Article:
Kale (or kale) has such a spectacular nutritional profile that when it rose to fame, everyone fell for it to discover that it was a super vegetable.


We had been calling it cabbage all our lives until in the US they said it was called kale and all the moderns in the world began to count its benefits as if they had never taken kale. Globalization was also this: finding out that the vegetable that you have been eating all your life is now a coveted superfood which is presented as the panacea of ​​healthy eating. Currently, the fever for kale green has decreased and everything seems to have returned a little to normal, but we must not forget that its properties and benefits are still there although they no longer appear so much on Instagram.

This kale belongs to the subfamiy of the Brassica oleracea, a group to which the broccoli, cauliflower, or Brussels sprouts. It is native to Europe although it is grown all over the world and its season runs from the winter months to March, that is why it is one of the essential ingredients in stews and soups as restorative as the Galician broth itself. According to the Spanish Nutrition Foundation (FEN), kale has a good amount of fiber, vegetable proteins and minerals such as calcium, iron, potassium and zinc. It provides a low energy content and is especially rich in anti-inflammatories and antioxidants like vitamin C, providing 200% of the recommended daily amount.

Also noteworthy in kale is its content of folates, which contribute to the growth of maternal tissues during pregnancy and a portion provides 30% of the daily intake of folic acid recommended by specialists. Among its benefits, it stands out as an ally for weight loss diets as it has few calories and a lot of fiber. Its high content of vitamin K helps in bone formation and blood clotting, and its vitamin A in the prevention of eye diseases and in strengthening the immune system. Contributes more iron than beef and more calcium than milk, so it has become a cult food in the vegan diet. In addition, it is a food very rich in glucosinates, compounds that are currently being studied as possible anticancer substances.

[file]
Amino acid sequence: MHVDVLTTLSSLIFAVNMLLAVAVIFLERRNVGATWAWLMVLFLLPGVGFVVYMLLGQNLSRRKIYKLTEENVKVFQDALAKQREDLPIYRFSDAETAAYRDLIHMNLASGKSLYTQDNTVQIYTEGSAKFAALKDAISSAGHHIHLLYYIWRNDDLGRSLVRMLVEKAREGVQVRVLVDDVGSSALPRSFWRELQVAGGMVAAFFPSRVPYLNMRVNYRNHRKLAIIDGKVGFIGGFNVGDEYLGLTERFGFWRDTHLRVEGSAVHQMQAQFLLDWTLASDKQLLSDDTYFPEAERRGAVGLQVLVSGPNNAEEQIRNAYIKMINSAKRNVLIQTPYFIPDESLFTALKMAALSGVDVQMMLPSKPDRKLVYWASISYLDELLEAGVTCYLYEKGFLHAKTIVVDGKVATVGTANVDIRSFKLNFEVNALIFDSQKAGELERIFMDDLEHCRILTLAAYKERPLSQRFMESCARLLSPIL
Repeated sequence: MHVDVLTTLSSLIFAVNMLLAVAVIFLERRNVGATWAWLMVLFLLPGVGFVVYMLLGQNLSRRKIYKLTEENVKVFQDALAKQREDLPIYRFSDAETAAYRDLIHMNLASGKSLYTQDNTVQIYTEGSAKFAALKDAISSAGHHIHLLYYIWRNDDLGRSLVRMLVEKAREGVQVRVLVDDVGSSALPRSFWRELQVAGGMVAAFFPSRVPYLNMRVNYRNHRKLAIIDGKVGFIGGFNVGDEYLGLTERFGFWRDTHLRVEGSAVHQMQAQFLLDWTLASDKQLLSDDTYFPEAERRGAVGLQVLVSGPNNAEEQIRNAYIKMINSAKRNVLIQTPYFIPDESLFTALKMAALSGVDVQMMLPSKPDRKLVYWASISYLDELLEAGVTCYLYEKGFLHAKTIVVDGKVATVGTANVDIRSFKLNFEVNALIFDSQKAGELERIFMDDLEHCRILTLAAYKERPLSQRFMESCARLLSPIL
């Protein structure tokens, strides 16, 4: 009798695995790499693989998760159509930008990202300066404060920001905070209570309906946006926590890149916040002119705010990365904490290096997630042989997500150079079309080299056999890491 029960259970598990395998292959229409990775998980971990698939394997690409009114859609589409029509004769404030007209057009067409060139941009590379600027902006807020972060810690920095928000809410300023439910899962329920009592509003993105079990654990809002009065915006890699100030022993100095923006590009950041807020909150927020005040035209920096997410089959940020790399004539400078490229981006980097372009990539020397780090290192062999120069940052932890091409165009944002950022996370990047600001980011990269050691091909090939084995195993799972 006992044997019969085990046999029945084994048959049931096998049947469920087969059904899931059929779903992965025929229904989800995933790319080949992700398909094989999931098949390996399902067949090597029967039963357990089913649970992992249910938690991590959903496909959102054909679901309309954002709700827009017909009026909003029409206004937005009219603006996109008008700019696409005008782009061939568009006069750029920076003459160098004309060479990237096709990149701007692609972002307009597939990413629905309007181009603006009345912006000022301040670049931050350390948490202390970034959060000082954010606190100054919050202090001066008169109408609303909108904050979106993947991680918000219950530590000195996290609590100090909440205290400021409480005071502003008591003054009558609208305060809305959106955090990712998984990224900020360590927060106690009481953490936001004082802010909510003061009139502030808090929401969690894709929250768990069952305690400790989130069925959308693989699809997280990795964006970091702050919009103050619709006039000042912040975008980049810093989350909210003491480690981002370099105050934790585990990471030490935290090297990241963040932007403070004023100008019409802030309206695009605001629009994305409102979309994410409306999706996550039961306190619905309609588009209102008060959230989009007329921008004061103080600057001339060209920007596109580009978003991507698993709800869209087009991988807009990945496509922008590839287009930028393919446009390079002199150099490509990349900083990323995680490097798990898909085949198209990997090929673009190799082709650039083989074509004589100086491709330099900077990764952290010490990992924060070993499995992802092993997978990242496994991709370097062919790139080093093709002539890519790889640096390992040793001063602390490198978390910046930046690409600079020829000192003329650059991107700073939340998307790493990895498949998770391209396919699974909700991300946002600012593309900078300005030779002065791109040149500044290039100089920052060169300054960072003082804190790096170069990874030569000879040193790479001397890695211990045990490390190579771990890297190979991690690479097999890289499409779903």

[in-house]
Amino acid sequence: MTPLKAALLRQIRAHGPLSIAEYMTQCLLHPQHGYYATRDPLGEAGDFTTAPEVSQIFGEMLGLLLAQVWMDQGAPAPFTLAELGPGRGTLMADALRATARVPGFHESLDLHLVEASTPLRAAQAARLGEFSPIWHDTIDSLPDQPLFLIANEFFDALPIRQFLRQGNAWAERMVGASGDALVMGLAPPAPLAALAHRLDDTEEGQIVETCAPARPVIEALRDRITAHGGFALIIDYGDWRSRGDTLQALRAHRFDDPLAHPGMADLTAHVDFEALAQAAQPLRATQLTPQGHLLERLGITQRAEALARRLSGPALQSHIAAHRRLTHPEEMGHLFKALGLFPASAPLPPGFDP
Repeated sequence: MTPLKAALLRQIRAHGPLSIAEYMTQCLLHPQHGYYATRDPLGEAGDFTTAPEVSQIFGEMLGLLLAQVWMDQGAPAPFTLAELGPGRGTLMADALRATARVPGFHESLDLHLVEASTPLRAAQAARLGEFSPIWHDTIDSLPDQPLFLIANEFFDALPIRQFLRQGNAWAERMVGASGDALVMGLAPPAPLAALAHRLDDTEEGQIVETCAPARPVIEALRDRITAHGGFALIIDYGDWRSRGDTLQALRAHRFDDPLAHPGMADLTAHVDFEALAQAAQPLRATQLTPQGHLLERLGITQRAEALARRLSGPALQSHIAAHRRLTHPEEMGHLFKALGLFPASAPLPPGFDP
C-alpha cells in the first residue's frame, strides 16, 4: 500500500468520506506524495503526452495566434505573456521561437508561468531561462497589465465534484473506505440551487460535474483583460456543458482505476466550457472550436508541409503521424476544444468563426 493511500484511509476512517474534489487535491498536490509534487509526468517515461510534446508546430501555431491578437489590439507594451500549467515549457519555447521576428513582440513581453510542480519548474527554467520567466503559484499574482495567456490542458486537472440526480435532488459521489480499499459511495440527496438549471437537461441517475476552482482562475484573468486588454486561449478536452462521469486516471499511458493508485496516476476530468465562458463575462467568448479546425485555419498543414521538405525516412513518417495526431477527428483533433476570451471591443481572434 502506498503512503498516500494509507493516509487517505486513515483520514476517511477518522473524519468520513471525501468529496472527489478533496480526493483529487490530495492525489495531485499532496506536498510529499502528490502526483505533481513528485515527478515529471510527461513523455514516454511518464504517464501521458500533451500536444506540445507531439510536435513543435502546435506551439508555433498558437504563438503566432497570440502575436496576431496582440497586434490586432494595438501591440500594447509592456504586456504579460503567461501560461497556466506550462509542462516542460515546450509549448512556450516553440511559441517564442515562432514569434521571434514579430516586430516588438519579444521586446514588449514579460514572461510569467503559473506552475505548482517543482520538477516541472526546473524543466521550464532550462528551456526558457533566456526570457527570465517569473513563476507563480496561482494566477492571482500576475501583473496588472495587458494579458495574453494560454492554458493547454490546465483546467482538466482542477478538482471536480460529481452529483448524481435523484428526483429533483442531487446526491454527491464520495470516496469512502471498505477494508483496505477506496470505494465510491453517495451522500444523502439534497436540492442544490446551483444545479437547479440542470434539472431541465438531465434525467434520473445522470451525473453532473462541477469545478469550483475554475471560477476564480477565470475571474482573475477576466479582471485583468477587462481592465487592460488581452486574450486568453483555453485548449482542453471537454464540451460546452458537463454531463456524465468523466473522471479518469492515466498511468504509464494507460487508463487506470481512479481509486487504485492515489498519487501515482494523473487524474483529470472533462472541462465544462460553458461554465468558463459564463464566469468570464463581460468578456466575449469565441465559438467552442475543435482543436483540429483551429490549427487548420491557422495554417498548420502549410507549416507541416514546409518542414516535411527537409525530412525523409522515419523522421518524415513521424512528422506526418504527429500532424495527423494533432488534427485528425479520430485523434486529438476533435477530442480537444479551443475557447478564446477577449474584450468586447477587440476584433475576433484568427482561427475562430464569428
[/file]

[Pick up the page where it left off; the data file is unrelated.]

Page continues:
Nutritional value of kale or kale

The nutritional value per 100 grams of kale or kale according to the FEN is as follows:

Calories: 36 kcal

Proteins: 3.3 g

Total fat: 0.3 g

Cholesterol: 0 g

Carbohydrates: 3.4 g

Fibra: 3,3 g

Calcium: 40 mg

Iron: 0.8 mg

Magnesio: 13 mg

Sodio: 12 mg

Potasio: 310 mg

Phosphorus: 53 mg

Vitamina C: 65 mg

How to take kale

Although red cabbage, broccoli, spinach or cabbage are four lifelong foods as healthy as kale, the truth is that the ridiculous modernities in which it has been involved should not deprive us of introduce this type of cabbage in our diet if we haven’t already. We had already mentioned that it is one of the main ingredients of a type of Galician broth, but the truth is that, as with many other superfoods, the ideal is eat them as little as possible. It is recommended, therefore, to get the most out of its nutrients, that it be steamed for no more than 5 minutes.

It can also be consumed raw in salads because they have a crunchy texture that is very pleasant and satiates much more so than cooked. Another option to consider is to take it in juices and smoothies, crushed together with other vegetables or fruits such as kiwi, tangerine or raspberries. The vitamin C shot is more than guaranteed. From Cocinillas they recommend some recipes such as these noodles with kale pesto, these chips, a salad with its leaves and Caesar dressing, or this Irish recipe for colcannon.

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